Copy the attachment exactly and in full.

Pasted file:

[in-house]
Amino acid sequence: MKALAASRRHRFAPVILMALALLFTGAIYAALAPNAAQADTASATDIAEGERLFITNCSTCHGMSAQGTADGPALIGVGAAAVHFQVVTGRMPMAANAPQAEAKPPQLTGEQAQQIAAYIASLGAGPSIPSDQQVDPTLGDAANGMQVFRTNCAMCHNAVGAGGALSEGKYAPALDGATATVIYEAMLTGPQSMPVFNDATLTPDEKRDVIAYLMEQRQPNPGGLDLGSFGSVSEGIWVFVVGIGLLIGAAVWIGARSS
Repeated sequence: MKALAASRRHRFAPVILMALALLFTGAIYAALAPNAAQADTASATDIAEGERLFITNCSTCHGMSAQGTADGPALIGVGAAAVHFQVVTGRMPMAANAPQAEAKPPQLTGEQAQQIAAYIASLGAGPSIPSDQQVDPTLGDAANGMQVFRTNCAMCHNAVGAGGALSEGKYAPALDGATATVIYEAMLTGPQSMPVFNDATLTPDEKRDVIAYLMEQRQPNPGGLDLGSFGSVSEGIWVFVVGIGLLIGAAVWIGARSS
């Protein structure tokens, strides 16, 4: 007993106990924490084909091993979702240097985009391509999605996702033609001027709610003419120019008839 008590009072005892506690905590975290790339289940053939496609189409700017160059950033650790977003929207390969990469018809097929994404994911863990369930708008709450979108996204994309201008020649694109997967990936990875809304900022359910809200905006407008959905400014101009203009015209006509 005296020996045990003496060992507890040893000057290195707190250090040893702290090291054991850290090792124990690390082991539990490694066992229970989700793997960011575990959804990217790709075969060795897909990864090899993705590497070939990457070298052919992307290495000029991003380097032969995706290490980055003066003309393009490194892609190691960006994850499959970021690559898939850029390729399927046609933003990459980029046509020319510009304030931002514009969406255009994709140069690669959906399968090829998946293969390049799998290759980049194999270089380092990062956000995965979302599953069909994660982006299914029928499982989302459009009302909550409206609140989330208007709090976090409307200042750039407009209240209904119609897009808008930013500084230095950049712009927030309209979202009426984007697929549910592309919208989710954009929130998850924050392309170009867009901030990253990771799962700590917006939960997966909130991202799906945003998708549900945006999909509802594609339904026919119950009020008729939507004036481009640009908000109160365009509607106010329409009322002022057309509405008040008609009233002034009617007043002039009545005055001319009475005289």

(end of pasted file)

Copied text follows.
[in-house]
Amino acid sequence: MKALAASRRHRFAPVILMALALLFTGAIYAALAPNAAQADTASATDIAEGERLFITNCSTCHGMSAQGTADGPALIGVGAAAVHFQVVTGRMPMAANAPQAEAKPPQLTGEQAQQIAAYIASLGAGPSIPSDQQVDPTLGDAANGMQVFRTNCAMCHNAVGAGGALSEGKYAPALDGATATVIYEAMLTGPQSMPVFNDATLTPDEKRDVIAYLMEQRQPNPGGLDLGSFGSVSEGIWVFVVGIGLLIGAAVWIGARSS
Repeated sequence: MKALAASRRHRFAPVILMALALLFTGAIYAALAPNAAQADTASATDIAEGERLFITNCSTCHGMSAQGTADGPALIGVGAAAVHFQVVTGRMPMAANAPQAEAKPPQLTGEQAQQIAAYIASLGAGPSIPSDQQVDPTLGDAANGMQVFRTNCAMCHNAVGAGGALSEGKYAPALDGATATVIYEAMLTGPQSMPVFNDATLTPDEKRDVIAYLMEQRQPNPGGLDLGSFGSVSEGIWVFVVGIGLLIGAAVWIGARSS
């Protein structure tokens, strides 16, 4: 007993106990924490084909091993979702240097985009391509999605996702033609001027709610003419120019008839 008590009072005892506690905590975290790339289940053939496609189409700017160059950033650790977003929207390969990469018809097929994404994911863990369930708008709450979108996204994309201008020649694109997967990936990875809304900022359910809200905006407008959905400014101009203009015209006509 005296020996045990003496060992507890040893000057290195707190250090040893702290090291054991850290090792124990690390082991539990490694066992229970989700793997960011575990959804990217790709075969060795897909990864090899993705590497070939990457070298052919992307290495000029991003380097032969995706290490980055003066003309393009490194892609190691960006994850499959970021690559898939850029390729399927046609933003990459980029046509020319510009304030931002514009969406255009994709140069690669959906399968090829998946293969390049799998290759980049194999270089380092990062956000995965979302599953069909994660982006299914029928499982989302459009009302909550409206609140989330208007709090976090409307200042750039407009209240209904119609897009808008930013500084230095950049712009927030309209979202009426984007697929549910592309919208989710954009929130998850924050392309170009867009901030990253990771799962700590917006939960997966909130991202799906945003998708549900945006999909509802594609339904026919119950009020008729939507004036481009640009908000109160365009509607106010329409009322002022057309509405008040008609009233002034009617007043002039009545005055001319009475005289």